Environmental factors fail to explain rise in autism prevalence

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Disclosures: One study author reports grants from the Swedish Research Council while conducting the study, and another study author reports grants and personal fees from Shire/Takeda and personal fees from Evolan in outside of the submitted work. The other authors report no relevant financial information.


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Environmental factors linked to autism spectrum disorders have not increased in importance over time and are therefore unlikely to explain the increase in the prevalence of ASD, according to the results of a dual-design study published in JAMA Psychiatry.

“Twin methods provide a tool for testing [the environmental] hypothesis because they can compare the magnitude of genetic and environmental contributions with a trait across different groups, such as individuals born in different time periods,” Mark J. Taylor, PhD, from the Department of Medical Epidemiology and Biostatistics at the Karolinska Institutet in Stockholm, and colleagues wrote. “If changes in the environment over time explain the changing prevalence of a trait, then one hypothesis is that the environmental variance should increase over time. If the underlying genetic variance showed little or no of change, then the heritability of a given trait would also be expected to decrease.

Taylor and colleagues sought to assess whether this hypothesis holds true for ASDs by studying whether the relative importance of environmental and genetic associations with ASDs and autistic traits changed over a 16- and 26-year period.

The researchers analyzed data from two Swedish nationwide cohorts of twins – the Swedish Twin Registry (STR), which included participants born between January 1982 and December 2008, and the Child and Adolescent Twins Study in Sweden (CATSS), which included participants born between January 1992 and December 2008. They identified ASD diagnoses for twins in the STR, with follow-up to 2013, and used questionnaires to assign screening diagnoses of ASD to CATSS participants and to assess autistic traits.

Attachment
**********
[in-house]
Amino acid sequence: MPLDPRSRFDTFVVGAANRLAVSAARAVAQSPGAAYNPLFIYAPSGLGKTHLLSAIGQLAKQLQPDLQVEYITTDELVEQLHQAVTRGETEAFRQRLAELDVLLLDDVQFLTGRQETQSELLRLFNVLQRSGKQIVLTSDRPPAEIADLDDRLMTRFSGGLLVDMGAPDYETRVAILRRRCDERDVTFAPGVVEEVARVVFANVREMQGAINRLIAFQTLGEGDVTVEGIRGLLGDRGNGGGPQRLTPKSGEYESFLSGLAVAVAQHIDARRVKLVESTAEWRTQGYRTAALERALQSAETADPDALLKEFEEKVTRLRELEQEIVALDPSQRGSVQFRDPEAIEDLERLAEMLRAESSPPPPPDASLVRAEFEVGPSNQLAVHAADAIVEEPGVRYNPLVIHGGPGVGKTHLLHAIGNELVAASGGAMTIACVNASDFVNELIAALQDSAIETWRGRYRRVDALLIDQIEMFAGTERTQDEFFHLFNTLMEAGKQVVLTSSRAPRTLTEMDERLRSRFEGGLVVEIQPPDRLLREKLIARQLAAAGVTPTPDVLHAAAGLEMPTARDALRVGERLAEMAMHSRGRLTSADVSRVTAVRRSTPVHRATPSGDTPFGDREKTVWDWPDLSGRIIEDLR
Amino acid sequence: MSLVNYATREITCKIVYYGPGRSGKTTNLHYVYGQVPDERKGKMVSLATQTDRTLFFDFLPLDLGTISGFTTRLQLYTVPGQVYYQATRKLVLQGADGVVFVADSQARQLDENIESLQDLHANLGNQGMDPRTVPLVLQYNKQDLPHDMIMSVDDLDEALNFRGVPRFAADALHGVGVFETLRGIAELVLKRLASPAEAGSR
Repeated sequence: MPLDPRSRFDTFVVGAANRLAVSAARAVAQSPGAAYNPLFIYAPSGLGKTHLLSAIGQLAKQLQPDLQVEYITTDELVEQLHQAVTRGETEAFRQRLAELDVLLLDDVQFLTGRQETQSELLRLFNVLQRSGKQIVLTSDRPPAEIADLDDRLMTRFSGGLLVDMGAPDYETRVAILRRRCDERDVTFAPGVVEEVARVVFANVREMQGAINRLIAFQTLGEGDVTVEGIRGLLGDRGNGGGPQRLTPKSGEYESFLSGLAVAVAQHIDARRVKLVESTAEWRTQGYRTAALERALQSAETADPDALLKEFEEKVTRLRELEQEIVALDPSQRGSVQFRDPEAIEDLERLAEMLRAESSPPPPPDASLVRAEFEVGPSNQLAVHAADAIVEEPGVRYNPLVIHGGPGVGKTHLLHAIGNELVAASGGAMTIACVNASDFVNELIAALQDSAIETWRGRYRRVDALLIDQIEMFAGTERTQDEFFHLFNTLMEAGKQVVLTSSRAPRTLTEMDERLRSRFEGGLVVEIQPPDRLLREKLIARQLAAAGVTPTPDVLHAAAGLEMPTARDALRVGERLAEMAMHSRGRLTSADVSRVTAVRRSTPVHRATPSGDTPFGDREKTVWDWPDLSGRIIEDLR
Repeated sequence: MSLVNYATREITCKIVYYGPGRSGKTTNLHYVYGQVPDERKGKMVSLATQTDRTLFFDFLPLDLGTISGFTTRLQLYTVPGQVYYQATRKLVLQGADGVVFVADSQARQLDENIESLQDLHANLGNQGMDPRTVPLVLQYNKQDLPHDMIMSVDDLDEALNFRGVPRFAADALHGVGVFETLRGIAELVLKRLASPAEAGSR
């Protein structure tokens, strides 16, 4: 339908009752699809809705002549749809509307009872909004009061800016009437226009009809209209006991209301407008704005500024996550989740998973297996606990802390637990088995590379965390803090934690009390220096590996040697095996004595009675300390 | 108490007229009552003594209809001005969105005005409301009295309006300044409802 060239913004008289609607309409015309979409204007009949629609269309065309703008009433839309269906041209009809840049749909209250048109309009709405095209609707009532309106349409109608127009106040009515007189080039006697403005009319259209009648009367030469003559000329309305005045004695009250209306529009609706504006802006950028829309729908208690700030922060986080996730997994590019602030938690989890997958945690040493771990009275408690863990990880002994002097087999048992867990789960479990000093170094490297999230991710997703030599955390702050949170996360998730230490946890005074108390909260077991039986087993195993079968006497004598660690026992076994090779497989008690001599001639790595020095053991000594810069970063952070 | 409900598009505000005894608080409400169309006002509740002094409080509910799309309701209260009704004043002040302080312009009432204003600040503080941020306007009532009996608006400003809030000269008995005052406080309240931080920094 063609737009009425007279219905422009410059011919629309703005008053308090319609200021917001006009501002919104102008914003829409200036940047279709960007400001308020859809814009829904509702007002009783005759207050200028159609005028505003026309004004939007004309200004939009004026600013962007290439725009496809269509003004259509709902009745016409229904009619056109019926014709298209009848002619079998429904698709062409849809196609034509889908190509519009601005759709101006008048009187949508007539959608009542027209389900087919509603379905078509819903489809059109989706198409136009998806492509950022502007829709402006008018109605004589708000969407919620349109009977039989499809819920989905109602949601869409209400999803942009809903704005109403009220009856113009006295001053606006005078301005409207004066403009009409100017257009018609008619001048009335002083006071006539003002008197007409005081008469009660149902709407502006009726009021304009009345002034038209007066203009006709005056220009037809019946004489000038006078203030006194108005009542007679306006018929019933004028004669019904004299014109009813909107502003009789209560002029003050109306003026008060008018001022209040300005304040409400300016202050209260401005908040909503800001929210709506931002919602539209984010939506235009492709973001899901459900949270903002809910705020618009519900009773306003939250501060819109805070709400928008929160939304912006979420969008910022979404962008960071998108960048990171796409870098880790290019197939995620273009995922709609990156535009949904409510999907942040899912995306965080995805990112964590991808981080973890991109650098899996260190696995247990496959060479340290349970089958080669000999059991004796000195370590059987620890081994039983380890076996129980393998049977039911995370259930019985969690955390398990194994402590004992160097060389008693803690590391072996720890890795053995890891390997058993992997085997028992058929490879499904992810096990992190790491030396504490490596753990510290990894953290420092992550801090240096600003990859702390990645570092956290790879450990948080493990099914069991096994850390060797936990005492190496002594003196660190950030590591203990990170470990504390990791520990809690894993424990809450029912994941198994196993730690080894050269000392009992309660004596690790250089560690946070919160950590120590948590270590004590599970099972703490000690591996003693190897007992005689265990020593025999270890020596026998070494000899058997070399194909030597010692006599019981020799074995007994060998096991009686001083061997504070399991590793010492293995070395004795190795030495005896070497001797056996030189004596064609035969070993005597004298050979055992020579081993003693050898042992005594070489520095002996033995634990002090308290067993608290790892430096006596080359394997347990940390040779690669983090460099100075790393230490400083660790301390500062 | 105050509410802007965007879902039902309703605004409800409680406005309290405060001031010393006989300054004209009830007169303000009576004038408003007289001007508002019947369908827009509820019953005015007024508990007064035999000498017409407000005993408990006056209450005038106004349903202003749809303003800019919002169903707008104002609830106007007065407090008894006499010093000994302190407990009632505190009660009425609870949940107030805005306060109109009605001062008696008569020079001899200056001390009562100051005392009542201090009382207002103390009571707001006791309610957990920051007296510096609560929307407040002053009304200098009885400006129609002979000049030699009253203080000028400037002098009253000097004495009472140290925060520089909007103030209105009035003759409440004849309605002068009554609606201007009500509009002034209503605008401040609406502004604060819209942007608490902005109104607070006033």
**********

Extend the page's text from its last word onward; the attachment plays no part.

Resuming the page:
Data reference: Taylor MJ, et al. JAMA Psychiatry. 2020;doi:10.1001/jamapsychiatry.2020.0680.

Taylor and colleagues divided each sample into multiple birth cohorts spanning 1982 to 1991 for STR only, as well as 1992 to 1995, 1996 to 1999, 2000 to 2003, and 2004 to 2008. They assessed whether changes occurred in birth cohorts in environmental and genetic factors. underlying variance in autism traits, as well as the relative contribution of genetics and environment to autism causation.

The analysis included data from 22,678 pairs of twins in the STR and 15,280 pairs in the CATSS. The results showed that the heritability of screening diagnoses ranged from 0.75 (95% CI, 0.58-0.87) to 0.93 (95% CI, 0.84-0.98) among CATSS participants and 0.88 (95% CI, 0.74-0.96) to 0.97 (95% CI, 0.74-0.96). , 0.89-0.99) among STR participants. The researchers observed a modest increase in the variance of autistic traits over time, associated with increases in environmental and genetic variance, with the total variance increasing from 0.95 (95% CI, 0.92-0, 98) at 1.17 (95% CI, 1.13-1.21). ) over time.

“Our results do not reject the role of environmental factors in ASD and are consistent with previous studies suggesting that these factors are likely to be unshared rather than shared,” the researchers wrote. “Non-shared environmental factors contribute to differences between parents sharing the same household (e.g., birth weight in association with ASD).” – by Joe Gramigna

Disclosures: One study author reports grants from the Swedish Research Council while conducting the study, and another study author reports grants and personal fees from Shire/Takeda and personal fees from Evolan in outside of the submitted work. The other authors report no relevant financial information.

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